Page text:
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105 Years Later, We Remember the Triangle Fire and Its Role in the Fight for Worker Safety

105 Years Later, We Remember the Triangle Fire and Its Role in the Fight for Worker Safety

Janella T. Hinds is the secretary-treasurer of the New York City Central Labor Council, which represents 300 unions and 1.3 million workers in the New York City area.

It’s March and, though the old adage is that the month comes in like a lion and goes out as a lamb, for women, this is also a month to celebrate our strength and to remember our sisters who helped pave the way for us.

In the labor movement, women are excelling and showing what we can do when we claim our rightful seats at the table. Labor leaders like AFL-CIO Secretary-Treasurer Liz Shuler, AFT President Randi Weingarten, Service Employees International Union President Mary Kay Henry and National Education Association President Lily Eskelsen Garcia are helping to set the direction for workers across the country, and around the world.  The labor movement is more diverse than ever, and though attacks on workplace rights still threaten the safety of workers, we can all agree that workers have never been safer than they are right now. Who do we have to thank for regulations and laws protecting workers? We can wholeheartedly say that the sacrifices of a group of 146 workers, roughly 105 years ago, signaled a true push for worker safety and protection.

On March 25, 1911, a group of workers reported for duty at the Triangle Shirtwaist Factory in Greenwich Village. Some of the workers were still in their teens, but they were responsible for helping to support their families. The ladies went to work, expecting that day to be no different than the day before. They were used to working nearly 60-hour weeks, taking home paychecks amounting to between $7 and $12 per week. These women—garment workers —crafted the delicate shirtwaists that clothed everyone, from the wealthy society women to the poor and everyone in between. The women were packed into rooms on the building’s eighth through 10th floors, with locked doors, because the company’s owners were convinced locked doors would prevent theft. And so they went to work that day, just like the days, weeks and months before.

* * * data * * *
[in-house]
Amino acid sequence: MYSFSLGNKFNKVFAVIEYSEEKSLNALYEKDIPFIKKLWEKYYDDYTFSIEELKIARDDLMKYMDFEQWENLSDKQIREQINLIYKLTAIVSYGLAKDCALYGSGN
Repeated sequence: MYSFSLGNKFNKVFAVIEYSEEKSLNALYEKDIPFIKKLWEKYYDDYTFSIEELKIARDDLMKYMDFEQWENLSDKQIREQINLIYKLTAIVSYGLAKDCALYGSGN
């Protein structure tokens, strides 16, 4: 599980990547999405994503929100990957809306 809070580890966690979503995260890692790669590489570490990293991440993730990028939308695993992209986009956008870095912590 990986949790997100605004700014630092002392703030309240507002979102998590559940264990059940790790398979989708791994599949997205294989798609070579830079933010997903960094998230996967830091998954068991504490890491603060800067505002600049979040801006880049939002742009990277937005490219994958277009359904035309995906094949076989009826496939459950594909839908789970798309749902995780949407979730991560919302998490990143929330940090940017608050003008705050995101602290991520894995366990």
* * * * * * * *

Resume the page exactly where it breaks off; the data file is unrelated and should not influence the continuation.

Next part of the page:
History tells us the fire started on the eighth floor in a scrap bin, and spread quickly. A deadly combination of locked doors, a broken fire escape and a fire ladder that only reached the building’s seventh floor have been blamed for the day’s fatalities. All of those factors, however, were symptoms of a larger problem: unsafe working conditions. Lives were lost because the need for profit was placed over the importance of worker safety. Outrage about the senseless deaths helped to mobilize a city and a nation to fight for worker safety policies and legislation.

In New York City, women are continuing to lead the way in the fight for worker safety. Over the last year, both the New York Times and MSNBC have reported on the workplace hazards facing nail salon workers. According to reports, the chemicals used in even the most basic of nail maintenance can prove toxic when used in high quantities. Many of these chemicals have been linked to higher instances of miscarriages, cancer and other lung issues in nail salon workers. Now these women are standing up and fighting back against the health hazards and wage theft that have plagued the industry for far too long.

New York’s nurses also are standing up for patient and worker safety in the form of safe staffing levels at local hospitals. When nurses are forced to take on heavy patient loads, both the health of patients and nurses can suffer. According to the Journal of the American Medical Association, the odds of patient death increases by 7% for each additional patient a nurse must care for at one time. It is also not uncommon for nurses to suffer from burnout from being overworked. Symptoms ranging from chronic fatigue to insomnia to back pain have been reported when health care professionals are overworked. New York’s nurses are continuing to make the case for hospitals and other medical facilities to maintain their commitments to protecting the health of patients and workers, as well.

On March 23, workers from all over New York City gathered at the site of the Triangle Shirtwaist Factory fire to remember the sacrifices of the women who died at that location 105 years ago. Working men and women stood with labor leaders, students, elected officials, community groups and even family members of those who perished during the tragic blaze to continue the fight for worker safety. This Women’s History Month, and every month, let us continue to draw strength from the sacrifices of those who made worker safety legislation possible. And let us show our gratitude by continuing the fight to improve conditions for all working people.

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